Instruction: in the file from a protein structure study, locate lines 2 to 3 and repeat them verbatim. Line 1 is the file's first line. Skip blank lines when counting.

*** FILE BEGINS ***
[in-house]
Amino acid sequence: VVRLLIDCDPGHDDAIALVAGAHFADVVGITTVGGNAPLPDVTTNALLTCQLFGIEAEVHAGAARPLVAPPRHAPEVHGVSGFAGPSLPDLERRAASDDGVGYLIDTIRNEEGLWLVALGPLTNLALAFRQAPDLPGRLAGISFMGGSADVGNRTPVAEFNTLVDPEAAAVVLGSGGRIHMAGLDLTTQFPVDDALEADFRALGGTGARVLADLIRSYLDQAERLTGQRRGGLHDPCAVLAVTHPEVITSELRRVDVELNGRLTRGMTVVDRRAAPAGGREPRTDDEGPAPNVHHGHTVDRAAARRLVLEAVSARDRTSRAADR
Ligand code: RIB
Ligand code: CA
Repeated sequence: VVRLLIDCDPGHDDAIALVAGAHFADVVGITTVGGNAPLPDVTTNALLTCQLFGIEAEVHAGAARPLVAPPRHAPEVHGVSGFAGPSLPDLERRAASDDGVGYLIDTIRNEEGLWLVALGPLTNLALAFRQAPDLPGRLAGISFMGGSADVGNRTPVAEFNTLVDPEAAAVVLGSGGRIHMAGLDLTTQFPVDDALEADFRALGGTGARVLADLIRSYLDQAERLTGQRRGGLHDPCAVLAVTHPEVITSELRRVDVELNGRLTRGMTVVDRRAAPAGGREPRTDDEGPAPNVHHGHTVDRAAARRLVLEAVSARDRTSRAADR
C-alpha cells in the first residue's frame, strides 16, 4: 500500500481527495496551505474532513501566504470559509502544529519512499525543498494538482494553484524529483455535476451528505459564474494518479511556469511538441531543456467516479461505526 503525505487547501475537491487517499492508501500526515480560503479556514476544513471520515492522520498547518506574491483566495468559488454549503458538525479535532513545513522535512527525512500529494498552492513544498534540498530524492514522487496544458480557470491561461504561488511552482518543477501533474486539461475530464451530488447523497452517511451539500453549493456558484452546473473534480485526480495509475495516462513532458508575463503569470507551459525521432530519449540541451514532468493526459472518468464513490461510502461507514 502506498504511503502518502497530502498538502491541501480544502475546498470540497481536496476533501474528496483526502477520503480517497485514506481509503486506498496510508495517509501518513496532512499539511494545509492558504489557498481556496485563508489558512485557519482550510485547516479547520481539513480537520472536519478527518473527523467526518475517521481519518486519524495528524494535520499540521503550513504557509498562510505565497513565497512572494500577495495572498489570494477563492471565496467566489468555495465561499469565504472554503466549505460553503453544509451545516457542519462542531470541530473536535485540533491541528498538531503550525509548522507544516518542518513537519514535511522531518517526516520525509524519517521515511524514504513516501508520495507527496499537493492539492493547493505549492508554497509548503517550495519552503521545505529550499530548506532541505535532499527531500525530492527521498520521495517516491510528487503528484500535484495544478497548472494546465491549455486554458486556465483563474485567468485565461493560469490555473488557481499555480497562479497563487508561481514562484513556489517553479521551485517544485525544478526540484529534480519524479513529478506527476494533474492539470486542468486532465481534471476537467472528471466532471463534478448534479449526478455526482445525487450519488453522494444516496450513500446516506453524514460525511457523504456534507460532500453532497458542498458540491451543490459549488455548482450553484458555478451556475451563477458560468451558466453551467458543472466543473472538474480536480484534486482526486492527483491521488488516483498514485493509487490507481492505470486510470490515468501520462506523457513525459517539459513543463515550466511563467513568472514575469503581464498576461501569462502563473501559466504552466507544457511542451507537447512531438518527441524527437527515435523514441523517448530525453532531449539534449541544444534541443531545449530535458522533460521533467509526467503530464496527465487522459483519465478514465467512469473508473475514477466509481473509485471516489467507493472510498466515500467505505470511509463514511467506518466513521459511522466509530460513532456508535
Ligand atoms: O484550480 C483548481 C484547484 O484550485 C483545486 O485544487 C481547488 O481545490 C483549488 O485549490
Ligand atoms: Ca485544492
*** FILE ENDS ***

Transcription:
Amino acid sequence: VVRLLIDCDPGHDDAIALVAGAHFADVVGITTVGGNAPLPDVTTNALLTCQLFGIEAEVHAGAARPLVAPPRHAPEVHGVSGFAGPSLPDLERRAASDDGVGYLIDTIRNEEGLWLVALGPLTNLALAFRQAPDLPGRLAGISFMGGSADVGNRTPVAEFNTLVDPEAAAVVLGSGGRIHMAGLDLTTQFPVDDALEADFRALGGTGARVLADLIRSYLDQAERLTGQRRGGLHDPCAVLAVTHPEVITSELRRVDVELNGRLTRGMTVVDRRAAPAGGREPRTDDEGPAPNVHHGHTVDRAAARRLVLEAVSARDRTSRAADR
Ligand code: RIB